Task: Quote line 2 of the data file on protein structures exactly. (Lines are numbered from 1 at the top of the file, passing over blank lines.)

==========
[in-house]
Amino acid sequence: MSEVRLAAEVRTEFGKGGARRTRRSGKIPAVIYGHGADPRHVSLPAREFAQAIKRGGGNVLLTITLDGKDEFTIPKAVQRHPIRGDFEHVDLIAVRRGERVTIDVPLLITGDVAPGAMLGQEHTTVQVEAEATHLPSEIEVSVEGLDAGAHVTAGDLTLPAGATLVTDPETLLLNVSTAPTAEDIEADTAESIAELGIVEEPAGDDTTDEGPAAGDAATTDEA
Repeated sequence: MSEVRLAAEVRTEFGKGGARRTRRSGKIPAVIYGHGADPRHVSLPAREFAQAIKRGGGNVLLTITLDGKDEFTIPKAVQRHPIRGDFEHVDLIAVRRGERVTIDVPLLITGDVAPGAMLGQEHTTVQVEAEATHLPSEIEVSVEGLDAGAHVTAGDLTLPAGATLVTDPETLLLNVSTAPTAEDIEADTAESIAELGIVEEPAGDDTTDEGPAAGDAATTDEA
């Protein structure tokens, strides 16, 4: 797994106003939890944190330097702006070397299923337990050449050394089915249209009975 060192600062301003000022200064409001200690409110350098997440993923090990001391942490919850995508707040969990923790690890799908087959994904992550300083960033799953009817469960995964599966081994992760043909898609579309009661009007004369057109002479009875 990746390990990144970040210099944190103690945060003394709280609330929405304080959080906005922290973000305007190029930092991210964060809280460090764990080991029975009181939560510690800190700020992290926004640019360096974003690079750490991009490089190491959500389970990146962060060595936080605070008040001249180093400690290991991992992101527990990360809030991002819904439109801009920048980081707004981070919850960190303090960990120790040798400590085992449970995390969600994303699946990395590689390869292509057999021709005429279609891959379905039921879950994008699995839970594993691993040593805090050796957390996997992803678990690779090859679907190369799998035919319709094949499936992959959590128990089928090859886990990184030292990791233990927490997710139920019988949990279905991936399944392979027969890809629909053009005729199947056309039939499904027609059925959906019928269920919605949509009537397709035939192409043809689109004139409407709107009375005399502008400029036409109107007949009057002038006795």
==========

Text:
Amino acid sequence: MSEVRLAAEVRTEFGKGGARRTRRSGKIPAVIYGHGADPRHVSLPAREFAQAIKRGGGNVLLTITLDGKDEFTIPKAVQRHPIRGDFEHVDLIAVRRGERVTIDVPLLITGDVAPGAMLGQEHTTVQVEAEATHLPSEIEVSVEGLDAGAHVTAGDLTLPAGATLVTDPETLLLNVSTAPTAEDIEADTAESIAELGIVEEPAGDDTTDEGPAAGDAATTDEA